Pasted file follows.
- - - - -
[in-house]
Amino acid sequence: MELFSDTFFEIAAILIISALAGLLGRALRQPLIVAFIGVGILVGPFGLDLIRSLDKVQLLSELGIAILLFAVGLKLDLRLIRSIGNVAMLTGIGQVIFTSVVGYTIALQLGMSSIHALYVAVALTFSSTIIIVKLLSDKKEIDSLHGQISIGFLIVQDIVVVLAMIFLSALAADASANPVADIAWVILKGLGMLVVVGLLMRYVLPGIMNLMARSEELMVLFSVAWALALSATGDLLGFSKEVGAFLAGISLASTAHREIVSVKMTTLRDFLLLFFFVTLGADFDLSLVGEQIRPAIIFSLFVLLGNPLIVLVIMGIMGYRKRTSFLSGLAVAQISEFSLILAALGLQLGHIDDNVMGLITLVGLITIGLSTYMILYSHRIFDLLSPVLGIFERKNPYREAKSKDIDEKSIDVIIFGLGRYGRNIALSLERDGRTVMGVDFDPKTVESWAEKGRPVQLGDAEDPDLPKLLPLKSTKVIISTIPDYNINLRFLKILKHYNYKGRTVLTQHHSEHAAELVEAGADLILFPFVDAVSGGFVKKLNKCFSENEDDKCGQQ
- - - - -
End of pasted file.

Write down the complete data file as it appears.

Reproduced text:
[in-house]
Amino acid sequence: MELFSDTFFEIAAILIISALAGLLGRALRQPLIVAFIGVGILVGPFGLDLIRSLDKVQLLSELGIAILLFAVGLKLDLRLIRSIGNVAMLTGIGQVIFTSVVGYTIALQLGMSSIHALYVAVALTFSSTIIIVKLLSDKKEIDSLHGQISIGFLIVQDIVVVLAMIFLSALAADASANPVADIAWVILKGLGMLVVVGLLMRYVLPGIMNLMARSEELMVLFSVAWALALSATGDLLGFSKEVGAFLAGISLASTAHREIVSVKMTTLRDFLLLFFFVTLGADFDLSLVGEQIRPAIIFSLFVLLGNPLIVLVIMGIMGYRKRTSFLSGLAVAQISEFSLILAALGLQLGHIDDNVMGLITLVGLITIGLSTYMILYSHRIFDLLSPVLGIFERKNPYREAKSKDIDEKSIDVIIFGLGRYGRNIALSLERDGRTVMGVDFDPKTVESWAEKGRPVQLGDAEDPDLPKLLPLKSTKVIISTIPDYNINLRFLKILKHYNYKGRTVLTQHHSEHAAELVEAGADLILFPFVDAVSGGFVKKLNKCFSENEDDKCGQQ